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Title: Premature termination of hospitalised treatment for Anorexia nervosa: a multi-site examination of early changes in behaviour, motivation, and therapeutic alliance
Author: Sly, Richard
Awarding Body: St George's, University of London
Current Institution: St George's, University of London
Date of Award: 2012
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Abstract:
Background: Anorexia nervosa is a serious psychiatric condition, and is associated with low levels of quality of life, and high mortality rates. Reported treatment drop-out rates for anorexia nervosa are high, and have remained so over the course of time, across different treatment settings and modalities. Past research into this area has focussed on the examination of service user characteristics as predictors of drop-out, yet there has been little replicated evidence to support this stance. Instead, service user attitudes and responses to treatment may provide a better insight into treatment outcome. Objectives: To investigate the levels of motivation, alliance, and behaviour change exhibited over the first four weeks of hospitalised treatment for anorexia nervosa. Participants were allocated to treatment outcome groups depending on whether they completed treatment as planned, or prematurely left treatment. Methods: 90 participants meeting DSM-IV criteria for anorexia nervosa were recruited at four specialist eating disorder treatment centres. Self- report data was collected at admission to treatment, and repeated after four weeks of treatment. Weight data was collected over this same time period to measure fluctuations in weight curves. At end of treatment, participants were categorised into completer or premature termination groups. Those in the premature termination group were subsequently also categorised regarding who initiated termination (service user or staff), and the timing of discharge. Results: The overall rate of premature termination was 57.8%. Those who prematurely terminated treatment left at a lower BMI (p <.0005), demonstrated less weight gain (p <.0005), and spent less time in treatment (p <.0005) than those who completed. Only first impressions of therapeutic alliance proved different between broad outcome groups at admission (p = .011). When examining sub-categorisations of treatment drop-out, initial perceptions of alliance predicted self-discharge (p = .006), and slow rate of weight gain predicted staff-initiated discharge (p = .005). Premature discharge that took place in the early weeks of treatment could be predicted by initial impressions of alliance (p = .016). Conclusions: Premature termination of treatment is a common yet complex event in the course of treatment for anorexia, with a number of interacting factors that may influence both timing and manner of discharge. Therapeutic alliance in particular appears to be an important factor in this area.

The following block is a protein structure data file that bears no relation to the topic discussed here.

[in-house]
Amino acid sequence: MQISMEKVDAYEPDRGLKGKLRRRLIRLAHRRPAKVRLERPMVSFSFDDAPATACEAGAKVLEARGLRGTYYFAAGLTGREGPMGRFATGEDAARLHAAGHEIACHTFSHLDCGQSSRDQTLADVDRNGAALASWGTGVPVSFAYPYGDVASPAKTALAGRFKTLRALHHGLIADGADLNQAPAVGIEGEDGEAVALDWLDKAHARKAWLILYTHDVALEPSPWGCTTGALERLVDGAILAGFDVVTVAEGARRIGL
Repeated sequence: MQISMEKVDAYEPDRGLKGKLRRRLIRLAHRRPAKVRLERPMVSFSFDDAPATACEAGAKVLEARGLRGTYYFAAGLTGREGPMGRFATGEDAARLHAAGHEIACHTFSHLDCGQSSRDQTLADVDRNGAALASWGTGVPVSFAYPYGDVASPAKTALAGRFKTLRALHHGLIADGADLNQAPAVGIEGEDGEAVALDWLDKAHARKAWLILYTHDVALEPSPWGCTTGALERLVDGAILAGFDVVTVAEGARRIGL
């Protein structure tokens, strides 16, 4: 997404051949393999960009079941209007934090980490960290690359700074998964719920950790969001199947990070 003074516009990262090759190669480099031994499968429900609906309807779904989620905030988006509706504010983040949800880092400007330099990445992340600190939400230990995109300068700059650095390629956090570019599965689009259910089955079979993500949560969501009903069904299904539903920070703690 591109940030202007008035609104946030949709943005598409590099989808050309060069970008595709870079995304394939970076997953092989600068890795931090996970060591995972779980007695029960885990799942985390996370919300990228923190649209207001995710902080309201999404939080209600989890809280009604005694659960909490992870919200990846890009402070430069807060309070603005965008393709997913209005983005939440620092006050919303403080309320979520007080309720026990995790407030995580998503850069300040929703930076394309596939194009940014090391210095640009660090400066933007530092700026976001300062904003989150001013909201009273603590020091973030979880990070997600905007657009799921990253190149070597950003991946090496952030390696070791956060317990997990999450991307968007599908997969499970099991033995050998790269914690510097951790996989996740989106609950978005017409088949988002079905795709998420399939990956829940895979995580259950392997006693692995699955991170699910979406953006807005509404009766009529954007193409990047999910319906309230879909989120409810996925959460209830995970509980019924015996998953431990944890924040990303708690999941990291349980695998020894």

Supervisor: Not available Sponsor: Not available
Qualification Name: Thesis (Ph.D.) Qualification Level: Doctoral
EThOS ID: uk.bl.ethos.589782  DOI: Not available
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